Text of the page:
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Re: [PATCH] malloca v2

Some comments:

On 01/13/2013 02:05 AM, OndÅej BÃlka wrote:

>    When memory cannot be allocated from heap
>    malloca aborts.

Isn't it common for functions to want to fail (setting errno ==
ENOMEM, say) when memory cannot be allocated?  These functions can't
call malloca if it has the described behavior.  Shouldn't malloca, or
a variant, support such functions?

>    You must write MALLOCA_INIT() at start of each function that uses malloca.
>    Memory is freed automaticaly. 

Since MALLOCA_INIT is not a function, and doesn't act at all like a
function, I suggest that it be a plain macro MALLOCA_INIT and not a
function-like macro MALLOC_INIT ().

The documentation should explain more carefully how the memory is
allocated and freed, and any restrictions on it.  Is it OK to put
declarations before MALLOCA_INIT?  Is it OK to put MALLOCA_INIT inside
a nested block?  If the latter, does the storage allocated by malloca
have a lifetime equal to that of the calling function, or of the
containing block?  If the calling function is inlined, does the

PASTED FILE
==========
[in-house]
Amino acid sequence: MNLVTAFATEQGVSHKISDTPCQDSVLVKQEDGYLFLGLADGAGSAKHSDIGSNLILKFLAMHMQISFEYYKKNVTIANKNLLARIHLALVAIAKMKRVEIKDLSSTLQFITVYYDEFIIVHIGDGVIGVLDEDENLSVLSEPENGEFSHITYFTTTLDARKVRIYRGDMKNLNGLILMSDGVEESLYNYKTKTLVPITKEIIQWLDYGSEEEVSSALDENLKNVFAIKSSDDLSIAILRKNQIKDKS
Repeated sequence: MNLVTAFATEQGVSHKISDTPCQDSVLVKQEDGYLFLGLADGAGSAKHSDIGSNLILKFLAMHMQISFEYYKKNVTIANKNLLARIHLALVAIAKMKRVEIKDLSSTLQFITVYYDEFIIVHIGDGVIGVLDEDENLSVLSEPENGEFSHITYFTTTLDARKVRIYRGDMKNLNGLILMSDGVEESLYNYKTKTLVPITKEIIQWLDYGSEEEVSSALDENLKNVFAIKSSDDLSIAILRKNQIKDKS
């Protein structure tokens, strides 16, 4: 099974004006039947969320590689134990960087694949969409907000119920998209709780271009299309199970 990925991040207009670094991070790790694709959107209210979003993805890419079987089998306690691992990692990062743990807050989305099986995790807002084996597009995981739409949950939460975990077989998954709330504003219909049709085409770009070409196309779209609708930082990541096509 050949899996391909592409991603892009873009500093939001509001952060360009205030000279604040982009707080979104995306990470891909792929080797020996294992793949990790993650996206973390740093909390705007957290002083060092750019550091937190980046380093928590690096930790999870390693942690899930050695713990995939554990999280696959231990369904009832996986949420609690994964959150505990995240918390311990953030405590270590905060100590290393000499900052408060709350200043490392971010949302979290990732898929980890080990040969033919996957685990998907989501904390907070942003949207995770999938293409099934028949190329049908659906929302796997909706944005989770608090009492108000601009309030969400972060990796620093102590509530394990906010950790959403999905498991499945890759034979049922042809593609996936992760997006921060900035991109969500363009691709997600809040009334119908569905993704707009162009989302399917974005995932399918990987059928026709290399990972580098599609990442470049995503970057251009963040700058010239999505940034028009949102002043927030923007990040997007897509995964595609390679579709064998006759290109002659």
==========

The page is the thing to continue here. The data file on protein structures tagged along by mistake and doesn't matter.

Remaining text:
allocated storage persist into the calling function's caller?  Can one
use malloca and variable-length arrays in the same function, and if
so, how do they interact?  That sort of thing.

> /* Safe automatic memory allocation.
>    Copyright (C) 2012 Free Software Foundation, Inc.

Should be '2012-2013'.

> void* __malloca_alloc (void *__malloca_gc,size_t __n);

Please use glibc style: "void *x" rather than "void* x" or "void * x",
and pout a space after the comma.  There were several problems of
this sort.

> static inline void __ifreeall (void * __malloca_gc)
>   {

Similarly, don't indent the "{", and put __ifreeall on a new line.

>         void * __tmp = __malloca_gc;
>         __malloca_gc = ((void **)__malloca_gc)[0];

The following is simpler, and avoids a cast:

          void **__tmp = __malloca_gc;
          __malloca_gc = *tmp;

>     void *__r         = malloc (__n + _MALLOC_ALIGNMENT);
>     if (!__r || __n+_MALLOC_ALIGNMENT < _MALLOC_ALIGNMENT)
>       abort ();
>     ((void **)__r)[0] = __malloca_gc;

This assumes that size_t is at least as wide as int -- does glibc
guarantee that?  And it's better to avoid casts.  Something like the
following, perhaps.

      size_t __n1 = __n + _MALLOC_ALIGNMENT;
      void *__r = malloc (__n1);
      void **__pr = __r;
      if (!__r || n1 < _MALLOC_ALIGNMENT)
	abort ();
      *__pr = __malloca_gc;

> #define malloca(n) ({                             \
>   size_t  __n = (n);                              \
>   void  * __r = NULL;                             \

No need to initialize __r there.

> #undef alloca_account
> #define alloca_account(n, var) ({                 \
>   void *__r = alloca(n);                          \
>   __r;                                            \
> })

Why is this needed?  A comment perhaps.

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